• Do not leave your questionable home maintenance detris in the garage or basement without asking first. Rusty tools, dull tree cutters, and rotten paint, even if it matches the walls painted 10 years ago,  is not appreciated.
  • If you feel compelled to leave anything behind, have a yard sale and invite the new owners/renters. Throw everything not purchased away.
  • Do not leave food anywhere. Not in the freezer, not in cans on the shelf. Take it with you, give it to the neighbors, or trash it.
  • Do not leave clothes hangers. We have enough of the ones we like already.
  • Be sure to leave your oven's broiler pan in the drawer, but take all the other stuff out of the drawer. If you've moved one or more times, you already have plenty.
  • Feel free to leave lightbulbs, especially those needed for "weird" appliances or light fixtures.
  • Diaper Genies, potty chairs, baby toiletries or medicines...take them with you. IN fact, make sure the movers pack your medicine cabinets as they often get forgotten.
  • Do not leave your old furniture, especially mattresses, "just in case" the new owners need it. Get rid if it!
  • Do not leave pet supplies and equipment. The only exception to this is if you have a bird feeder and want to leave the bird seed behind.
  • Feel free to leave behind your snow shovel and deicer. That is actually quite helpful if you don't need it.
As a general rule, never err on the side of leaving something behind. We know you probably mean well (maybe), but we will never know what we didn't have and we will always remember having to decontaminate our hands after throwing away your toilet brush.
Saturday, October 3, 2009
Definition: To harass into submission.

Usage: Emma cajoled me in to buying her a robotic cat named Lulu.
Thursday, October 1, 2009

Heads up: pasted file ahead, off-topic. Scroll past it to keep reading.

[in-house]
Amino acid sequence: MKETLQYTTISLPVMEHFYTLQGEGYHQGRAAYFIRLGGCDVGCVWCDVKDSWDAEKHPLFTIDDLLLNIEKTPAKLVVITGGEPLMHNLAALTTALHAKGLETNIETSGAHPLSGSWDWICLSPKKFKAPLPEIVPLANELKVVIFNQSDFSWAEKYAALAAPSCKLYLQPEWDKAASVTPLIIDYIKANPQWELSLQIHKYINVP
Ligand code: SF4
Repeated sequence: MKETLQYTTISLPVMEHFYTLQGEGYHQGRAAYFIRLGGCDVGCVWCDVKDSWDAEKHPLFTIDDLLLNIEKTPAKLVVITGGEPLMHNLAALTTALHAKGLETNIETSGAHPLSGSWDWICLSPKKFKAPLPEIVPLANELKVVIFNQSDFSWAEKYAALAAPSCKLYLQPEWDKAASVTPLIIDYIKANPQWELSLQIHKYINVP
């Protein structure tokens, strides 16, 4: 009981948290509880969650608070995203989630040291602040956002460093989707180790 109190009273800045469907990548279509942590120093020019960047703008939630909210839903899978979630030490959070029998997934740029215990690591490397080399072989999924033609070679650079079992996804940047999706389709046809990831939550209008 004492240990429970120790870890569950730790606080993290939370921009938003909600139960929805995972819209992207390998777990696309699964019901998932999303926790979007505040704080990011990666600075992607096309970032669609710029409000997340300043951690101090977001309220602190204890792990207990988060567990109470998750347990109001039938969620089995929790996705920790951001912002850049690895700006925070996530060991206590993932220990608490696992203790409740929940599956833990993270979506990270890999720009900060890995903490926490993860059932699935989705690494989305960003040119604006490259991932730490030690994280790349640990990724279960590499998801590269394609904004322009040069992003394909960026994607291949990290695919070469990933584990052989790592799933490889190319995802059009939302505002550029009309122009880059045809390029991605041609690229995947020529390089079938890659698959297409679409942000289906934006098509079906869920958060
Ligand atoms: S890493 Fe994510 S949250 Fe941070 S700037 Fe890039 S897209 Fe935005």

I think this post may explain a lot. Maybe a lot more to me than anyone else, but that's not a bad thing.

A little background: I was born in England and moved to the US when I was between 8 and 9 years old. I am the child of British parents (not American military or anything like that). I was very young when I moved, but it turns out it has a much greater impact than one might think.

Consider this...

Imagine not having the following reference points in your life:
  • Sesame Street
  • Mr. Roger's
  • Mary Poppins
  • The Brady Bunch
  • The Electric Company
  • Saturday morning cartoons
  • Sid and Marty Krofft
  • School House Rock
  • Smurfs, Strawberry Shortcake, My Little Pony, GI Joe, Hot Wheels

Now instead, imagine you have these references:

There was some spillover:

  • Dukes of Hazzard
  • Dallas (I never really saw this, just the beginning as I was on my way to bed, but I do remember the "Who shot JR?" drama.)
  • Pink Panther
  • Tom and Jerry
  • Honk Kong Phooey
  • Top Cat
  • The Banana Splitz (with some British and some American cartoons)

Now imagine that everything you really knew about the US was encapsulated in these TV shows. Back then, the Brits really did feel that Americans were all Texans.

It really amazes me how much, even to this day, there is a disconnect between what I know and think and what American folk know and think, just because of this cultural mishmash. I cannot typically participate in conversations about US pop culture of this time which can be quite frustrating. Music, television, food (e.g. peanut butter and jelly....yuck!), clothes, school, my understanding of the news of the time (e.g. Not as much Vietnam as Falklan Islands. Rooting for the Brits during the Olympics.). Everything is different.

It even affects my parenting. For example, I never watched Sesame Street until I saw it with my kids and I really dislike it. It actually pains me to watch it. I just don't get all the hype. As a result, we hardly ever watch it which means my kids will suffer from a disconnect similar to mine unless I deliberately choose otherwise. Being culturally literate is so important, so I have to choose Sesame Street some times. But, interestingly enough, my kids don't have any interest in it either.

My favorite kids show for my children is Charlie and Lola because it speaks my language, literally. (Well, that and Tom and Jerry, of course.)

Anyway, this post wasn't really designed to go anywhere. Mostly just an observation and a trip through my BBC past. Just think about the impact your childhood cultural references have in your life and in how you parent. It is really amazing that it can be relevant even today.